The Trump administration could soon give nearly all employers the ability to request an exemption to the birth control coverage mandate by citing religious or moral reasons, according to a leaked draft of the new rule obtained by Vox.
“The extent that they’ve expanded the exception is pretty shocking,” Mara Gandal-Powers, Senior Counsel for the National Women’s Law Center (NWLC), told ThinkProgress. “They’ve really opened the door to countless numbers of women having birth control exempted from their insurance coverage.”
The rule is the fulfillment of an executive order on religious freedom President Donald Trump handed down in early May. Standing in the White House’s Rose Garden, Trump promised faith groups that their “long ordeal” — namely, their objections to having to participate in birth control coverage for their employees — would “soon be over.”
The move was immediately applauded by Secretary of Health and Human Services Tom Price, whose agency has control over the rules governing the birth control mandate and who has long been a vocal opponent of the contraception mandate.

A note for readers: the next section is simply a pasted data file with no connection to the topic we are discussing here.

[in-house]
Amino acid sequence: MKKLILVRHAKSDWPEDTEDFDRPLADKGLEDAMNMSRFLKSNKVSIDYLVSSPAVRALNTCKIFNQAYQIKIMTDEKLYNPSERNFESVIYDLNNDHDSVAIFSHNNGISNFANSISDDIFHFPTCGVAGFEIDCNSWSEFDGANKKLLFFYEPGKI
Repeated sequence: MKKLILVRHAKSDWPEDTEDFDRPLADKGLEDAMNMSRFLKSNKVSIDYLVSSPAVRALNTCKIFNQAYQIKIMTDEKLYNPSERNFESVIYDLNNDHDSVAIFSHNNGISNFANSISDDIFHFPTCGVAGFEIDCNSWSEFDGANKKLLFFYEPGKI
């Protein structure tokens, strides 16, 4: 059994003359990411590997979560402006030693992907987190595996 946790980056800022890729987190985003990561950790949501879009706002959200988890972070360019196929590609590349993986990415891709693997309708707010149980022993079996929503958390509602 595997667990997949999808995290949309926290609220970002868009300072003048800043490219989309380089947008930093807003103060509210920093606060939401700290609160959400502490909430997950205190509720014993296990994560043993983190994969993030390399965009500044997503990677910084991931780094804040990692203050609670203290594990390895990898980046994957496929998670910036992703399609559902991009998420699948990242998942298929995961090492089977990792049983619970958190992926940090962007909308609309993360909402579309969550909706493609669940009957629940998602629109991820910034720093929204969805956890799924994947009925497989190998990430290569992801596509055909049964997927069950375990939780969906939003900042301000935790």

According to the Office of Management and Budget, the agency is now reviewing the “interim final rule,” which is a final step before the rule is implemented. When it is published, it would immediately affect policy and could have an instantaneous effect on women’s birth control copay. The draft obtained by Vox is dated May 23rd, and it’s unclear if there have been revisions to the language.
As it stands, it’s a stark statement of the Trump administration’s priorities when it comes to women’s health.